Smoking Could Fast-Forward Your Menopause

By Ariel Nagi 10/21/11

The unwelcome consequences of early menopause add up to yet more health risks associated with smoking.

Making the clock tick faster Thinkstock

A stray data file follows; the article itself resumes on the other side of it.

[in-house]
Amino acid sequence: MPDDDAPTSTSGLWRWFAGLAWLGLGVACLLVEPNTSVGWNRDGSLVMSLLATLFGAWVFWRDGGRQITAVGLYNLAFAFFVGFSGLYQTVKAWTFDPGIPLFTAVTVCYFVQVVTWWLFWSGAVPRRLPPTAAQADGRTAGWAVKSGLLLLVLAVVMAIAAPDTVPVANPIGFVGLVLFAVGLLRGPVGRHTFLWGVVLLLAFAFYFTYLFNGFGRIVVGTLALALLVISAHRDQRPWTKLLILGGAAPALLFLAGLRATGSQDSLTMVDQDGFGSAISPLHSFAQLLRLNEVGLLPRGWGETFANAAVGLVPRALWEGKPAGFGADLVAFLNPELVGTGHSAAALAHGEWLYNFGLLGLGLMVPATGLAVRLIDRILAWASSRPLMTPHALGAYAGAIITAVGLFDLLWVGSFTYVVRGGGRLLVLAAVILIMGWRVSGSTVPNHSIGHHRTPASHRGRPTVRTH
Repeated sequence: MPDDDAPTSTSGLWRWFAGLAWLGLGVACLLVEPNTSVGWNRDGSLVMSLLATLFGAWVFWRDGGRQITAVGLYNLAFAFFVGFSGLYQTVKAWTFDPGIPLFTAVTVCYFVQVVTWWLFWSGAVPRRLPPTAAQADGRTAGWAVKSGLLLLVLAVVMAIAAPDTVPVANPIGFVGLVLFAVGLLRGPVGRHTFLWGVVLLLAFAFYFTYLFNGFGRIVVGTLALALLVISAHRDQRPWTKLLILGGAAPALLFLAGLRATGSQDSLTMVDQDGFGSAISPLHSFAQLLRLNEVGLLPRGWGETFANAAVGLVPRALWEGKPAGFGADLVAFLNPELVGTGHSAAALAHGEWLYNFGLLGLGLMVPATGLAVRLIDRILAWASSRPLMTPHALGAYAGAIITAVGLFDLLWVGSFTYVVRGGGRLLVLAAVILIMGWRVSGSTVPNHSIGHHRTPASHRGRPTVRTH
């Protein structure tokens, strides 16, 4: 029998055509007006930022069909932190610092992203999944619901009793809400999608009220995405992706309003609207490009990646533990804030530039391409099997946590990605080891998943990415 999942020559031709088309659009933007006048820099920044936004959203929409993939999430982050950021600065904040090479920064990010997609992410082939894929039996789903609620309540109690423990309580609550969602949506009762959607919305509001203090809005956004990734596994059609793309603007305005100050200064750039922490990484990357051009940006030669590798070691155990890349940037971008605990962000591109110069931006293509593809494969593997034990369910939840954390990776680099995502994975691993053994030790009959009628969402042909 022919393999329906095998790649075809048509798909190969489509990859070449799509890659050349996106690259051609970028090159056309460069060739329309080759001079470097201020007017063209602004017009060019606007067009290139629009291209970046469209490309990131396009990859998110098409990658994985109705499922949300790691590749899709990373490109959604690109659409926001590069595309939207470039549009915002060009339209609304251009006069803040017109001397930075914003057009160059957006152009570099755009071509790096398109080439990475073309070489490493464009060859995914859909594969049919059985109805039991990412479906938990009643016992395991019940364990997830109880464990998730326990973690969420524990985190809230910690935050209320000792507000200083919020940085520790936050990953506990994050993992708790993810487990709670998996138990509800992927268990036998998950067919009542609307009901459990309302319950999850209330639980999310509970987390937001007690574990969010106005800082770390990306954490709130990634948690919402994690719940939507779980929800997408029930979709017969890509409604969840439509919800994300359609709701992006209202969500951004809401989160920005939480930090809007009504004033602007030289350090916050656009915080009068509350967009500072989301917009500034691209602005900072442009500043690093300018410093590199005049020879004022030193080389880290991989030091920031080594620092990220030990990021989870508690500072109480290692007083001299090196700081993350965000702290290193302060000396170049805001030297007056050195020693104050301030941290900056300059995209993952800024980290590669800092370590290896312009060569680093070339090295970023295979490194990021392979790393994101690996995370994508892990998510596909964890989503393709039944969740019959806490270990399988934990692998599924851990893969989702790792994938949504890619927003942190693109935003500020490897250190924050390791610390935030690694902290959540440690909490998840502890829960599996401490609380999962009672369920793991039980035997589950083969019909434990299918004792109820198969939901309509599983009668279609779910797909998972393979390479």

Women who smoke could be forcing their biological clock forward, bringing on their menopause a year sooner than average. A second look at some information obtained through past studies has revealed to researchers that women who smoked reach menopause a year earlier than those who don't smoke; the data examined was pulled from six studies of about 6,000 women in the US, Poland, Turkey and Iran. While non-smokers hit menopause between age 46 and 51 on average, those who lit up experienced menopause between 43 and 50. Four of the six studies clearly showed this earlier onset. Study author Volodymyr Dvornyk from the University of Hong Kong said women should be aware of this trend, since the age at which women stop having their period affects their risk of heart and bone diseases, and even breast cancer. "[The] general consensus is that earlier menopause is likely to be associated with the larger number and higher risk of postmenopausal health problems, such as osteoporosis, cardiovascular diseases, diabetes mellitus, obesity, Alzheimer's disease, and the others," Dvornyk told Reuters Health. Early menopause in itself could in turn increase a woman's risk of early death in the following years.

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